• Install antivirus or antimalware products to protect personal devices, and keep the software up to date.  ITS automatically maintains the antivirus software on your UofM-supported devices.
  • Maintain a secure backup of your important files on a device not always connected to your computer.  Files stored on ITS-supported network storage platforms are already backed up automatically in case of computer malfunction.

 

 If you receive an email attachment or other content that you are unsure of, you may report the content by email to abuse@memphis.edu for further analysis.  If you do open an attachment that appears to be malicious or experience an issue with ransomware, please contact the ITS Service Desk by phone at (901) 678-8888, via email at umtech@memphis.edu, or your LSP for further assistance.

 

For additional information regarding keeping your University account and devices safe, please visit the ITS Security webpage.

New Google Docs Phishing Campaign

A fast spreading phishing campaign targeting Google users was discovered today masquerading as an invitation to view a shared document via Google Docs.  The link embedded in the message redirected users to a fake application that used Google’s authentication system to grant access to the victim’s Gmail account, contacts and documents.  The message was then resent to the victim’s contacts in an attempt to access even more accounts.  Google quickly reacted by shutting down the fake application and resetting impacted users’ sharing permissions, but this event serves as a reminder that all unexpected sharing invitations, whether from a trusted contact or not, should be treated with skepticism.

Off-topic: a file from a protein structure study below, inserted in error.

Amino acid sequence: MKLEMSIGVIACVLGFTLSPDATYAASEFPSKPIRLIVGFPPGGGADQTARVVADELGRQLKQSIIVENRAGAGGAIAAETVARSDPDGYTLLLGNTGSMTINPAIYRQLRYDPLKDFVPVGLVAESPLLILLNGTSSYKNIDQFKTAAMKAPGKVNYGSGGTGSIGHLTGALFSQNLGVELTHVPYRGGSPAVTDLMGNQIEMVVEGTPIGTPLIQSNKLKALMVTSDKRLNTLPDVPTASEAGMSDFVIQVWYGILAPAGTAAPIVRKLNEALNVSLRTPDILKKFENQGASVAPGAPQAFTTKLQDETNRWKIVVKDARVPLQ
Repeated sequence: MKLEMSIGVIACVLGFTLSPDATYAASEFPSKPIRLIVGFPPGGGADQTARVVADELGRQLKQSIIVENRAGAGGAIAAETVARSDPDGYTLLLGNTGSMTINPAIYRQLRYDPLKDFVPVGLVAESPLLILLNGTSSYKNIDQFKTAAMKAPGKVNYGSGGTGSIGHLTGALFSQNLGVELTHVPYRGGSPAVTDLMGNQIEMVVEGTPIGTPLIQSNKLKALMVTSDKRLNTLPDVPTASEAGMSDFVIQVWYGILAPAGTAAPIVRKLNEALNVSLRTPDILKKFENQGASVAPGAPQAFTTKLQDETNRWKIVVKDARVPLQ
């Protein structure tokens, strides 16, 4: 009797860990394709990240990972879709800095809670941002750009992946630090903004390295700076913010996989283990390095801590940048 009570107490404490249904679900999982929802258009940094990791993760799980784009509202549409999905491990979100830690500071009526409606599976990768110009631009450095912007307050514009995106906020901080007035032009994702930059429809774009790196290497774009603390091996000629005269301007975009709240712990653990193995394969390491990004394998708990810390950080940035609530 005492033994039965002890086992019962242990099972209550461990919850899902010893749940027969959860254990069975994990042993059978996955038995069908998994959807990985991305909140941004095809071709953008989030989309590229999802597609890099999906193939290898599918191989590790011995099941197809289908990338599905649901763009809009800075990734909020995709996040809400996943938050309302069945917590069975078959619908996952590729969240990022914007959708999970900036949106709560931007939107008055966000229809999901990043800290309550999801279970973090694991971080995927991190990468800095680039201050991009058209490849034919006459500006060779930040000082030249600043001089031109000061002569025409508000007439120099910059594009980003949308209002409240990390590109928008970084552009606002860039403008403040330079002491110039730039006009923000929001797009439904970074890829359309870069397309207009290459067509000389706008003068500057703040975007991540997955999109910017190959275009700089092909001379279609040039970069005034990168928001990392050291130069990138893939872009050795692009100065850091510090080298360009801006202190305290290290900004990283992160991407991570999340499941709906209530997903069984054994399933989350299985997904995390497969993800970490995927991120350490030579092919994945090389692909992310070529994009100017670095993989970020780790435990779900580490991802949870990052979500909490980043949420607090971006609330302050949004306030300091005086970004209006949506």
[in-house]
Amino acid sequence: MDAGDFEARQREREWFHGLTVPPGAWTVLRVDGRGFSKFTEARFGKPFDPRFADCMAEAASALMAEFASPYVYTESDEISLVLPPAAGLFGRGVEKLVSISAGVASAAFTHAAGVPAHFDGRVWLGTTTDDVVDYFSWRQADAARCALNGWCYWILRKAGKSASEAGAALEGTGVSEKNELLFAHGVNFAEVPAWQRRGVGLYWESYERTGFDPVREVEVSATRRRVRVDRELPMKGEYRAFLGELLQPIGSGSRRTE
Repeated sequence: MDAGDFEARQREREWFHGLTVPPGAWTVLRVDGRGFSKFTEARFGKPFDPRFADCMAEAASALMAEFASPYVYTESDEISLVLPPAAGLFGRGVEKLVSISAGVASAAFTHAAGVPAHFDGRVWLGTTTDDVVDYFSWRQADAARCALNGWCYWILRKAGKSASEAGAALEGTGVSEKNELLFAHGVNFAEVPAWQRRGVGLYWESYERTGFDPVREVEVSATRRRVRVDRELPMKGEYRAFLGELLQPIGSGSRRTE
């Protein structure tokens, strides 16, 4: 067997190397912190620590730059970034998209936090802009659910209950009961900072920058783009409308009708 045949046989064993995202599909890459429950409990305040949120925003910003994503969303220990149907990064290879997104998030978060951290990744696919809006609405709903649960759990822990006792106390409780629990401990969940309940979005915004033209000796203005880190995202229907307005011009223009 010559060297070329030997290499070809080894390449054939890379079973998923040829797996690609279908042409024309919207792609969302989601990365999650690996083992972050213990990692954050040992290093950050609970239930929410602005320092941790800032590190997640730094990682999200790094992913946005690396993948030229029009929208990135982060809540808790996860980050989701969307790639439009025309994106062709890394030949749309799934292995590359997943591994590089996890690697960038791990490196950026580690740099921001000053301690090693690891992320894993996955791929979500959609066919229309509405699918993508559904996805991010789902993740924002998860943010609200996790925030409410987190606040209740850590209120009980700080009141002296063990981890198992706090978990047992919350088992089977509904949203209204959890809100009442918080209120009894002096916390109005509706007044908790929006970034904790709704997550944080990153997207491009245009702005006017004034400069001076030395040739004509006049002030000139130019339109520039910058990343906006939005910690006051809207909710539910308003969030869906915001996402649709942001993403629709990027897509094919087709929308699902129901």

How can you tell if you received the phishing message?  If you received a message on 5/3/2017 sent to hhhhhhhhhhhhhhhh@mailinator.com with a subject similar to “___ has shared a document on Google Docs with you”, then you were targeted by the phishing campaign.  If you were logged in to any Google application on your computer and clicked on the link in the message prior to Google blocking the site, you potentially gave phishers access to your account.  While Google has corrected the permissions on impacted accounts, Google is advising all impacted users to visit g.co/SecurityCheckup to review the security access controls on their accounts.  Users may also wish to sign up for Google’s 2-Step Verification multifactor authentication solution to provide additional security for their account.